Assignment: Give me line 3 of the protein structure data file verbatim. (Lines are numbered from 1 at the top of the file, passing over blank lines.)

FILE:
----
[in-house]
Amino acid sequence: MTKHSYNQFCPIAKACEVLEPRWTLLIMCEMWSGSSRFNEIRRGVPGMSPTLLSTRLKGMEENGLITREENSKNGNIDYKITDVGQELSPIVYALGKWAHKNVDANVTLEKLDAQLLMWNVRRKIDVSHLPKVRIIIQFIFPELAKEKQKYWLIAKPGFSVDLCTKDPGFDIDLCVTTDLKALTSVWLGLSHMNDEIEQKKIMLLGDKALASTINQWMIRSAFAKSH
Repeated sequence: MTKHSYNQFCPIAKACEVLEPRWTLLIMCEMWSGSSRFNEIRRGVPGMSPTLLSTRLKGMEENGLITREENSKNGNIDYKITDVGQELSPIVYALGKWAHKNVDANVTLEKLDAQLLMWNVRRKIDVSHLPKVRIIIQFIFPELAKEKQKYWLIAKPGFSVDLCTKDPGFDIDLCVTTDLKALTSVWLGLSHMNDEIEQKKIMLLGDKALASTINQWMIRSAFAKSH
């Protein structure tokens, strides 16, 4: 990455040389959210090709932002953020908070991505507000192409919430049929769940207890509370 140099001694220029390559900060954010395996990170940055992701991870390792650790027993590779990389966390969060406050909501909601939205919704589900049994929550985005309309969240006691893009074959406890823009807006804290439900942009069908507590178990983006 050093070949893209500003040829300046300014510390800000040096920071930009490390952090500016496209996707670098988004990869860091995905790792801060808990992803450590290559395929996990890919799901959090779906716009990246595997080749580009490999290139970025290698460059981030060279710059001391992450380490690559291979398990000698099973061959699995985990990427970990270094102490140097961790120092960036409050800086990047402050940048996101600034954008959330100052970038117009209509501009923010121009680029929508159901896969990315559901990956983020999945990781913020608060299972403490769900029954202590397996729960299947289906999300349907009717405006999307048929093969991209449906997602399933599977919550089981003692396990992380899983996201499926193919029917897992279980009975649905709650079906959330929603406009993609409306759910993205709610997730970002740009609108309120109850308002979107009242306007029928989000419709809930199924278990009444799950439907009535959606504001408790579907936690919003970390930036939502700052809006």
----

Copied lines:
Repeated sequence: MTKHSYNQFCPIAKACEVLEPRWTLLIMCEMWSGSSRFNEIRRGVPGMSPTLLSTRLKGMEENGLITREENSKNGNIDYKITDVGQELSPIVYALGKWAHKNVDANVTLEKLDAQLLMWNVRRKIDVSHLPKVRIIIQFIFPELAKEKQKYWLIAKPGFSVDLCTKDPGFDIDLCVTTDLKALTSVWLGLSHMNDEIEQKKIMLLGDKALASTINQWMIRSAFAKSH